Sundress Publications is pleased to present A-Line, a new review series. A-Line will feature reviews of new books and chapbooks by our Sundress authors published by other presses. Our hope is to feature the critical and thoughtful insights of our editorial interns about books by the authors we love.
Amorak Huey’s second full-length collection Seducing the Asparagus Queen can best be described by a line from “Six Years in Sudbury, Ontario”: “Whatever doesn’t kill you fucks you up in some other way.” Huey’s book chafes against American culture and with that the American Dream, by using common sayings about work or life and twisting them to reveal the truth—when bad things happen you don’t just get over them unscathed no matter how many cross-stitched pillows say you will, there will be scars. You’ll come home from war and your father still won’t be proud. You’ll work a job, grind yourself down because you’re supposed to, and your wife will touch herself to Dancing with the Stars while you get drunk and flirt with someone from high school in the same stuck as you. Huey makes the truth easier to swallow with his witty and punchy lines like “Cut your girlfriend in half, she holds it against you for weeks.”
The pairing of his humorous, cut-through-the-thick tone with intriguing images make his poems ache—the embodiment of the broken extrovert, bandaging his wounds in laughter like the clown imagery in a few of his poems. Because of this I found Seducing the Asparagus Queen refreshing and relatable. Huey captures every phase of life—the restlessness and desperation of youth, the disillusionment and the self-doubt of adulthood, mourning, and really the disillusionment with life in general. I felt understood by this chapbook. Like I slumped down in a barstool, head to bar top, and this chapbook slid me a whiskey shot, and gave voice to the stirring feelings underneath. It told me that life is hell and probably cursed a few times before taking another shot, pausing as the whiskey burned its throat and said that no one has the answers. I found a comfort and camaraderie in feeling stuck, in someone wading in too far to turn back, but unsure of how to continue. Whether that be the moment in the back of a car somewhere in the middle of nowhere, where touch is the only language, your whole future ahead of you, or you’re trying to figure out how to fit, how to work, how to be a parent, how to let go of one home for another, how to lose someone and keep moving forward. Seducing the Asparagus Queen is funny, insightful, and exactly what I needed to read.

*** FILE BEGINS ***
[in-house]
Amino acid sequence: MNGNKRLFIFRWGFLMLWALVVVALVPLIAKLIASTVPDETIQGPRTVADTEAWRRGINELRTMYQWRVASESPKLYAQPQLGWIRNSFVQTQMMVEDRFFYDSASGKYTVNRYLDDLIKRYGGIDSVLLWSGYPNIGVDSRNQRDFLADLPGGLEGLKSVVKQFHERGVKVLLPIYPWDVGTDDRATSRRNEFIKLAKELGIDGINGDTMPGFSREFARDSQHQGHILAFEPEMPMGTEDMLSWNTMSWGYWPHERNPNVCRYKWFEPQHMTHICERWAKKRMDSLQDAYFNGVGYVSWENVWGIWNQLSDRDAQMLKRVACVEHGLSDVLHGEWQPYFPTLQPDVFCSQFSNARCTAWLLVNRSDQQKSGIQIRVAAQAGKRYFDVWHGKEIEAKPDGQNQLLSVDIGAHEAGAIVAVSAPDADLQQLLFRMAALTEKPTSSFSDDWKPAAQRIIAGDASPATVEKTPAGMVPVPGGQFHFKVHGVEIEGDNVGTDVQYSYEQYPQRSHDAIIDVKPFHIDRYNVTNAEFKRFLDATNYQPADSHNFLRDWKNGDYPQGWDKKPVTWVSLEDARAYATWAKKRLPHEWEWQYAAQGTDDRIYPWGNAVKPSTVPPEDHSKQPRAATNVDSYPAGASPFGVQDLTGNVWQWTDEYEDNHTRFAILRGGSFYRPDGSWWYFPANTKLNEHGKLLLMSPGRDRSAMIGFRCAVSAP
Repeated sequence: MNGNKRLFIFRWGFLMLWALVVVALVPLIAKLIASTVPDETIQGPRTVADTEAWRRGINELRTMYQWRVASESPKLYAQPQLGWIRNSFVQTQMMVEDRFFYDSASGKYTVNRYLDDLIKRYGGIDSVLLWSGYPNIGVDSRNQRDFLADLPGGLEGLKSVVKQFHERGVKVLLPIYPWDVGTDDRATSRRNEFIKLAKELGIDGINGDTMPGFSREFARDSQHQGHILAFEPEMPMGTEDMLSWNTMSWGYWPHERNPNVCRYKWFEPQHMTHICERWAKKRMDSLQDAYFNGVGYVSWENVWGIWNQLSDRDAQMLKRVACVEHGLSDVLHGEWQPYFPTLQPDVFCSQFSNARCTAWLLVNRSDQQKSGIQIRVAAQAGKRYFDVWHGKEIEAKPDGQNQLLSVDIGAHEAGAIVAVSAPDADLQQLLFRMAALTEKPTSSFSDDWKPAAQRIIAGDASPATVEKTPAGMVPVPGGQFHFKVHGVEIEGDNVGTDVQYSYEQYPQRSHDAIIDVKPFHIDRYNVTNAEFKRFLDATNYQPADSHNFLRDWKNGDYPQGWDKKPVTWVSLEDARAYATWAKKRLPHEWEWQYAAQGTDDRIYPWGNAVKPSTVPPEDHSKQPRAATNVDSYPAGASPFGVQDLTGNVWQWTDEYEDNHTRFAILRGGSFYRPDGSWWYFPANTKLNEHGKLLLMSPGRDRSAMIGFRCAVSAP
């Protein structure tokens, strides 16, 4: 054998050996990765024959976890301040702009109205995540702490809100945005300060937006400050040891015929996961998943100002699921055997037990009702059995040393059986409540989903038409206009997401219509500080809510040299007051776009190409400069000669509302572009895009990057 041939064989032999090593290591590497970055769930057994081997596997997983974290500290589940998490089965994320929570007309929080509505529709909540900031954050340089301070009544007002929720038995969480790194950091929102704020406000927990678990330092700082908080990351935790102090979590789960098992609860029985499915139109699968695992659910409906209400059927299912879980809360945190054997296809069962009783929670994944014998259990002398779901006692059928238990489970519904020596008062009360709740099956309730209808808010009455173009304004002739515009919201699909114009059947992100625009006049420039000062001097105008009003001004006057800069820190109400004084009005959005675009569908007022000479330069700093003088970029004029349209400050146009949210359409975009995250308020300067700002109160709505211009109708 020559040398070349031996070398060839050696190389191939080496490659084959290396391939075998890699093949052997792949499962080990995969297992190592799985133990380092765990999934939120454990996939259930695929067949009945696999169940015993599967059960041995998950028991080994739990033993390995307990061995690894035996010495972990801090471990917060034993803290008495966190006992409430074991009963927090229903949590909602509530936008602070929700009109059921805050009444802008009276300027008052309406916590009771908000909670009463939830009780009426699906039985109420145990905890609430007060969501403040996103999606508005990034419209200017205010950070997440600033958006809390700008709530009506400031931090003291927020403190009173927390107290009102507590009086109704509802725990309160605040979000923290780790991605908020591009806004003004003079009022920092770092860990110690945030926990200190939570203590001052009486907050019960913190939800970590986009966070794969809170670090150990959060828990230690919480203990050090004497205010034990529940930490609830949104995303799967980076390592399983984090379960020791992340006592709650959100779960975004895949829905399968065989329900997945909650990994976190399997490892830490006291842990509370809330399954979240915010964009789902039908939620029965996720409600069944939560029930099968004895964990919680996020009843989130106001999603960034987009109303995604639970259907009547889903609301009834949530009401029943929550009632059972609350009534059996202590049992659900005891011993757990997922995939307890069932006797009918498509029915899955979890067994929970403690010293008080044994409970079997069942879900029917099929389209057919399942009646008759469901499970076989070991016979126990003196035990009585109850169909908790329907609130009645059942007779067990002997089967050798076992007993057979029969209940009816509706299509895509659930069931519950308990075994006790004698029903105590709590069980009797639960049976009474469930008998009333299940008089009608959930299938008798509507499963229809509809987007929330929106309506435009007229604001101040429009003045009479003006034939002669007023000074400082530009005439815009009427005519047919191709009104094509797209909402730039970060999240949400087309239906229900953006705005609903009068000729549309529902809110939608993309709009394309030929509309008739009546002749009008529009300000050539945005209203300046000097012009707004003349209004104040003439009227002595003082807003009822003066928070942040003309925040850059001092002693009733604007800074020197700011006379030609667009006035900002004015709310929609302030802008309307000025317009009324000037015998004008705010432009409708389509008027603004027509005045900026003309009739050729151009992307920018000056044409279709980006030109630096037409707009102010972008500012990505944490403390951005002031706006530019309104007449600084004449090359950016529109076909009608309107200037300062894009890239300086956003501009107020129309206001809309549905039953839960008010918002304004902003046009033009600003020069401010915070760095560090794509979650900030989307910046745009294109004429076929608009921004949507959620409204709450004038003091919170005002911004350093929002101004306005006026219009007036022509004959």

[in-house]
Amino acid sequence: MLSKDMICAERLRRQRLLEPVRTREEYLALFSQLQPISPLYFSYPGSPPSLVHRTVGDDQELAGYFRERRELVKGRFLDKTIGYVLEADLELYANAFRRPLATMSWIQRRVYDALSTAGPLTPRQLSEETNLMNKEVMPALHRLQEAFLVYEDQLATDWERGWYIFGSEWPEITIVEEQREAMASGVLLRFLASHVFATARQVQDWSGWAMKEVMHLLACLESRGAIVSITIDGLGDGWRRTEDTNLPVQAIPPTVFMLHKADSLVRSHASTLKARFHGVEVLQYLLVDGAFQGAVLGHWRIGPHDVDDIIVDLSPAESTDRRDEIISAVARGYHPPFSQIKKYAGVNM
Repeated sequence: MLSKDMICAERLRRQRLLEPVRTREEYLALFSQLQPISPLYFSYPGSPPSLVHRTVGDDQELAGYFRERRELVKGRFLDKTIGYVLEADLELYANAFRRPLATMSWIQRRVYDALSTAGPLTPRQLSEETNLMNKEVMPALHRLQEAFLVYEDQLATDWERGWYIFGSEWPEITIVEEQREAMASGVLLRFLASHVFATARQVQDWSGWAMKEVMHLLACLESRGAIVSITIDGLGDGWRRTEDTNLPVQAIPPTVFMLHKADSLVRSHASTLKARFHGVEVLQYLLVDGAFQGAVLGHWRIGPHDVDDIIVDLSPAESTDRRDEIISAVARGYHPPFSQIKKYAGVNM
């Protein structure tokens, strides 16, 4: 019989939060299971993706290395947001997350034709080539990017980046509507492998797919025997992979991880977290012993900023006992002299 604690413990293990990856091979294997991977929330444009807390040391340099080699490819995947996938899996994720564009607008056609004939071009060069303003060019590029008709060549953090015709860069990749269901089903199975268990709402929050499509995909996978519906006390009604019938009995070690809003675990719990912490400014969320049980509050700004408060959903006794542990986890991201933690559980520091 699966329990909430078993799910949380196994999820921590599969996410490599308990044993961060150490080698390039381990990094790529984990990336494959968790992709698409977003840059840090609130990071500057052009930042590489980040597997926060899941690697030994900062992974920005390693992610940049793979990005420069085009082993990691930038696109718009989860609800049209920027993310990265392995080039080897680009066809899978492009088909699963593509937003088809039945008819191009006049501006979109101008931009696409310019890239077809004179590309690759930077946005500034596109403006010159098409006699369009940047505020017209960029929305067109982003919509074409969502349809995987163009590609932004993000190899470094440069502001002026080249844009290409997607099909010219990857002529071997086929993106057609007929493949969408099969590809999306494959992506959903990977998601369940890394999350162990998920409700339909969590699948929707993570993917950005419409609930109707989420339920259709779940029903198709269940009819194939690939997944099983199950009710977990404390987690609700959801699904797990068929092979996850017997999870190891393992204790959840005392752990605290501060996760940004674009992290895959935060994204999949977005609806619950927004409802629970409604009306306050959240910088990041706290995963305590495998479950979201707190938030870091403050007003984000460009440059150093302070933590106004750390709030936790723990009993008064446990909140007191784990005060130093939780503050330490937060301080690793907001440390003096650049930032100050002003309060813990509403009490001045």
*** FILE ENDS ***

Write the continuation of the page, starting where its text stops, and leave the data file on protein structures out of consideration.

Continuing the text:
Jenna Geisinger is a fiction and creative non-fiction writer from New Jersey. She attends the MFA Professional and Creative Writing Program at William Paterson University, while working as an associate managing editor for the Schuylkill Valley Journal and a reader for Philadelphia Stories, where she has been previously published.